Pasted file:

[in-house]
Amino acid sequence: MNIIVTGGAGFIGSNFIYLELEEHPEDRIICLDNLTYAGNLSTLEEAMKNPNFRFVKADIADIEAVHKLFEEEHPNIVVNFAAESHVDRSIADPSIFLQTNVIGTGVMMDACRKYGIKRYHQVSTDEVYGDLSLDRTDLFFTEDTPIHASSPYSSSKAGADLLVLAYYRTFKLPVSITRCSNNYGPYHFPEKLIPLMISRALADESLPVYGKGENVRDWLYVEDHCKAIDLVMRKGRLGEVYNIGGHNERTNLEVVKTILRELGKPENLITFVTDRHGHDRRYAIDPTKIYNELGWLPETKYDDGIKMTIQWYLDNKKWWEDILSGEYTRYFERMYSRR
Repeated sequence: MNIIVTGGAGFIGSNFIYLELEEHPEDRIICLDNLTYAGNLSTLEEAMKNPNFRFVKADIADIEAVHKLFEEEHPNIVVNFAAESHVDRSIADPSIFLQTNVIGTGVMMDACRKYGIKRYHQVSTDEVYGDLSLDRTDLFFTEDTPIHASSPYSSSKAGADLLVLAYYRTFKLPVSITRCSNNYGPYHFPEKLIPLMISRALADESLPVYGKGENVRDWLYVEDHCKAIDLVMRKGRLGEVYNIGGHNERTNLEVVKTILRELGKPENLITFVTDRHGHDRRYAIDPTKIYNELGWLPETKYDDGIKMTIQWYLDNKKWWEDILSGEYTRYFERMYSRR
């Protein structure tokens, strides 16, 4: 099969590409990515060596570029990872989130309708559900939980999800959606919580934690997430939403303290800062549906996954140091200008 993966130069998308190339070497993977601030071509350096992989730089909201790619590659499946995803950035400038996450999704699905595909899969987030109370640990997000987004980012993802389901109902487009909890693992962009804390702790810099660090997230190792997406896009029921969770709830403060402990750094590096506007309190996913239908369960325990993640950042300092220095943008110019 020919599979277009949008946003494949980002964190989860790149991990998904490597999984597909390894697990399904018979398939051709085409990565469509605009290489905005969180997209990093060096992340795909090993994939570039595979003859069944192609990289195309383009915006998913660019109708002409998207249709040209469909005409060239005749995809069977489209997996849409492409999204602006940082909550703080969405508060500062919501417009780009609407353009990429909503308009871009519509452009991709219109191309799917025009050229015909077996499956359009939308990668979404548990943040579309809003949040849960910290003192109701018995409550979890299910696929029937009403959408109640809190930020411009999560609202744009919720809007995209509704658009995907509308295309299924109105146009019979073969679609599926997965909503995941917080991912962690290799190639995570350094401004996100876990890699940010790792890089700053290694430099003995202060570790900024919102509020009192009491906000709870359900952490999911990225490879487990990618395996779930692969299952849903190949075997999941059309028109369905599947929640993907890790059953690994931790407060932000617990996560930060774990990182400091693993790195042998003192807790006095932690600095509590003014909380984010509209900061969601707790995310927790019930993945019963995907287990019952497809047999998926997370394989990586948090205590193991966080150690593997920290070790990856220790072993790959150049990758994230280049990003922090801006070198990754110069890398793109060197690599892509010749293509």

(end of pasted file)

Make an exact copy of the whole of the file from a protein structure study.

[in-house]
Amino acid sequence: MNIIVTGGAGFIGSNFIYLELEEHPEDRIICLDNLTYAGNLSTLEEAMKNPNFRFVKADIADIEAVHKLFEEEHPNIVVNFAAESHVDRSIADPSIFLQTNVIGTGVMMDACRKYGIKRYHQVSTDEVYGDLSLDRTDLFFTEDTPIHASSPYSSSKAGADLLVLAYYRTFKLPVSITRCSNNYGPYHFPEKLIPLMISRALADESLPVYGKGENVRDWLYVEDHCKAIDLVMRKGRLGEVYNIGGHNERTNLEVVKTILRELGKPENLITFVTDRHGHDRRYAIDPTKIYNELGWLPETKYDDGIKMTIQWYLDNKKWWEDILSGEYTRYFERMYSRR
Repeated sequence: MNIIVTGGAGFIGSNFIYLELEEHPEDRIICLDNLTYAGNLSTLEEAMKNPNFRFVKADIADIEAVHKLFEEEHPNIVVNFAAESHVDRSIADPSIFLQTNVIGTGVMMDACRKYGIKRYHQVSTDEVYGDLSLDRTDLFFTEDTPIHASSPYSSSKAGADLLVLAYYRTFKLPVSITRCSNNYGPYHFPEKLIPLMISRALADESLPVYGKGENVRDWLYVEDHCKAIDLVMRKGRLGEVYNIGGHNERTNLEVVKTILRELGKPENLITFVTDRHGHDRRYAIDPTKIYNELGWLPETKYDDGIKMTIQWYLDNKKWWEDILSGEYTRYFERMYSRR
């Protein structure tokens, strides 16, 4: 099969590409990515060596570029990872989130309708559900939980999800959606919580934690997430939403303290800062549906996954140091200008 993966130069998308190339070497993977601030071509350096992989730089909201790619590659499946995803950035400038996450999704699905595909899969987030109370640990997000987004980012993802389901109902487009909890693992962009804390702790810099660090997230190792997406896009029921969770709830403060402990750094590096506007309190996913239908369960325990993640950042300092220095943008110019 020919599979277009949008946003494949980002964190989860790149991990998904490597999984597909390894697990399904018979398939051709085409990565469509605009290489905005969180997209990093060096992340795909090993994939570039595979003859069944192609990289195309383009915006998913660019109708002409998207249709040209469909005409060239005749995809069977489209997996849409492409999204602006940082909550703080969405508060500062919501417009780009609407353009990429909503308009871009519509452009991709219109191309799917025009050229015909077996499956359009939308990668979404548990943040579309809003949040849960910290003192109701018995409550979890299910696929029937009403959408109640809190930020411009999560609202744009919720809007995209509704658009995907509308295309299924109105146009019979073969679609599926997965909503995941917080991912962690290799190639995570350094401004996100876990890699940010790792890089700053290694430099003995202060570790900024919102509020009192009491906000709870359900952490999911990225490879487990990618395996779930692969299952849903190949075997999941059309028109369905599947929640993907890790059953690994931790407060932000617990996560930060774990990182400091693993790195042998003192807790006095932690600095509590003014909380984010509209900061969601707790995310927790019930993945019963995907287990019952497809047999998926997370394989990586948090205590193991966080150690593997920290070790990856220790072993790959150049990758994230280049990003922090801006070198990754110069890398793109060197690599892509010749293509």